We are excited to share the progress and daily goings-on of our teams. Check back to this site regularly for updates, images and audio dispatches from the ice. 

The North Pole Last Degree updates will begin on April 12 (meet the team here).

The North Pole Half Degree updates will begin on April 15, and the North Pole Flight updates will begin on April 16

Do you have questions or messages for our teams? Send them to Annie (annie@polarexplorers.com) and she will make sure to pass them along and post any responses. 

Check back again soon!

 

We are thrilled to be sharing the North Pole with a wonderful team of North Pole Last Degree Skiers. These team members will be posting daily audio dispatches from the expedition starting on April 12. Make sure to check back regularly to follow their progress!

The world is full of female explorers, but very few of them guide polar expeditions. To celebrate International Women’s Day we asked PolarExplorers’ guides Nancy Moundalexis and Annie Aggens a few questions about what it’s like to be a female polar explorer.

Wednesday, 24 January 2018 15:49

Mission Complete! Time to Head Home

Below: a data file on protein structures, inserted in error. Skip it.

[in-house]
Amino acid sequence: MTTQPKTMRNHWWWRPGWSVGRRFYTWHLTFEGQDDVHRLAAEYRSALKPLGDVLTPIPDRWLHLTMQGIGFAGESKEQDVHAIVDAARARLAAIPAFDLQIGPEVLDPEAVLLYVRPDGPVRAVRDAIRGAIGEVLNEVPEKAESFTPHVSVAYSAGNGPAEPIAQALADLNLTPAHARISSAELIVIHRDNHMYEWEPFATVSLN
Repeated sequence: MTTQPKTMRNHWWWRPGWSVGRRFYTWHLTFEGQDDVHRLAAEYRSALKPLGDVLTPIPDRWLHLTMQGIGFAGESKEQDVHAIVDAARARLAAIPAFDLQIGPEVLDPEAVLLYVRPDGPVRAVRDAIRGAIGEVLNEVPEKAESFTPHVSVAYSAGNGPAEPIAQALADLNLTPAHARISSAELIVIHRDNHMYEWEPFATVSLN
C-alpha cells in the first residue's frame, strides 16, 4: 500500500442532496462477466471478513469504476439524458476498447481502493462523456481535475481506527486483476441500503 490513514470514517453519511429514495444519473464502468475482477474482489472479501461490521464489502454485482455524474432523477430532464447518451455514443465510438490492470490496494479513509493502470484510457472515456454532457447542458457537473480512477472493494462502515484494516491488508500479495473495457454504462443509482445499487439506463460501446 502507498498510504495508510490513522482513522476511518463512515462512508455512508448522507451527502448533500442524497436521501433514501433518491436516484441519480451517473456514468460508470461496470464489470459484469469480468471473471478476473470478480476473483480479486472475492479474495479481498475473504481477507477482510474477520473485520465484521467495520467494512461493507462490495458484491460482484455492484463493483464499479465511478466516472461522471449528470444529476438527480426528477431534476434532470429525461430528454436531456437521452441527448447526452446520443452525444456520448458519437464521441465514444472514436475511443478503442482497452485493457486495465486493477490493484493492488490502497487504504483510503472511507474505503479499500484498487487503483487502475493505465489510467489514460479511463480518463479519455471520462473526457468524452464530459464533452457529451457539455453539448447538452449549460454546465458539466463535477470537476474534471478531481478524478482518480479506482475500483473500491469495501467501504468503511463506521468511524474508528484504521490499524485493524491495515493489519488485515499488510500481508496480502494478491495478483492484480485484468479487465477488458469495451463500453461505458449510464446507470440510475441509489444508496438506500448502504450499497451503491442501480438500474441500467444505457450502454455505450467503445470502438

The teams are officially back to civilization and on their way back home! They made the flight from Punta Arenas yesterday morning. Everyone is happy to be back on solid ground after several days of delay at Union Glacier camp. We'd like to congratulate the whole team and give a special thanks to Madison Mountaineering for being our partner for this Vinson Climb. Listen below to Annie's last audio update from Antarctica! And as always, thanks for following along! Stay tuned for another exciting Last Degree expedition this April, but this time to the other end of the world, the Geographic North Pole!

JAN 23 VINSON CLIMB TEAM FINAL UPDATE: Featuring Annie Aggens

Monday, 22 January 2018 17:04

Battered by Wind at Union Glacier

For the last two days, our team has been hunkered down at Union Glacier, awaiting a break in the wind. On Saturday the team was able to make the short transfer by Twin Otter from the base of Vinson Massif, back to the much more luxurious Union Glacier Camp. They took advantage of the hot showers and celebrated Jeff's birthday with champagne toasts. Due to the stiff wind (about 35knots in camp) they've opted to remain indoors rather than explore the area surrounding Union Glacier. The camp meteorologist has forecasted a break in the wind tomorrow (Jan 23) which will hopefully allow the Ilyushin to fly in and get the team back to Punta Arenas tomorrow night. Stay tuned for details.

JAN 20 VINSON CLIMB UPDATE: FEATURING KEITH HEGER

JAN 21 VINSON CLIMB UPDATE: FEATURING ANNIE AGGENS

Jeff Glasbrenner with "birthday cake" in hand.

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Phone 1.847.256.4409
Toll-Free USA/CAN. 800.732.7328